God fills us with what we hunger for. If we’re hungry for Christ, we’ll look more like Christ. So, what are you chasing? Pastor, is it worth it?
By Andrew Hébert
As a leader, what are you chasing? What do you hunger for? What consumes your daydreams? Do you long for a larger church, a better salary, prominence, influence, or some version of the American dream? Or do you long to look and live like Jesus?
At a recent conference, I heard Gary Thomas share the story of two hikers who spent hours climbing a mountain. When they reached the top, they realized they climbed a different mountain than the one they had intended to climb. Somehow, they had gotten mixed up and realized too late they were standing on top of the wrong mountain.
Thomas made a simple application that crystallized an important truth for me: Make sure you don’t devote your entire life and ministry to the kinds of things that will one day leave you realizing you climbed the wrong mountain.
What are you chasing?
Every follower of Christ is tempted to chase the wrong things and climb the wrong mountains. We strive for fame, notoriety, significance, beauty, worldly acclaim, material wealth, and earthly goods. And pastors and other Christian leaders aren’t immune to the temptation to chase these things either.Make sure you don’t devote your entire life and ministry to the kinds of things that will one day leave you realizing you climbed the wrong mountain. — @andrewhebert86 Click To Tweet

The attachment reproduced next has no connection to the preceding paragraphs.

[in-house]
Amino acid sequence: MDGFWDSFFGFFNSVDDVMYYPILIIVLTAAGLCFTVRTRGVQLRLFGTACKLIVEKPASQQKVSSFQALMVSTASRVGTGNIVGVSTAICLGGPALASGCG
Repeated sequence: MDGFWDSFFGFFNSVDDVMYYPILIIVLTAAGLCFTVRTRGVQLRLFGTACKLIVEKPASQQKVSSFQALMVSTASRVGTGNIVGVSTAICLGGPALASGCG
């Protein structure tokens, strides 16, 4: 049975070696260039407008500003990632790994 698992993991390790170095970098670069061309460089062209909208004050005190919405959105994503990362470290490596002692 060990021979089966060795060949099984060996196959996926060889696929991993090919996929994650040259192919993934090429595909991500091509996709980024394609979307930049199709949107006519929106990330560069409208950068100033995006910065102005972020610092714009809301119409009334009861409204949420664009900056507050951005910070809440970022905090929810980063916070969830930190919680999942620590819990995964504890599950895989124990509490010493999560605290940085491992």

But in the Sermon on the Mount, Jesus said those who “hunger and thirst for righteousness” are blessed (Matthew 5:6, CSB). He’s describing that which every Christian and every Christian leader should chase. We’re called to be hungry and thirsty, not for worldly fame, accolades, comfort, or possessions, but for the very righteousness that comes from God. A.W. Tozer describes this righteousness as “following hard after God.” It’s a longing for God Himself. It’s a desire to see God fill your life with what you can only have in His presence. It’s a craving for the kind of life only God can produce in you.
The promise of righteousness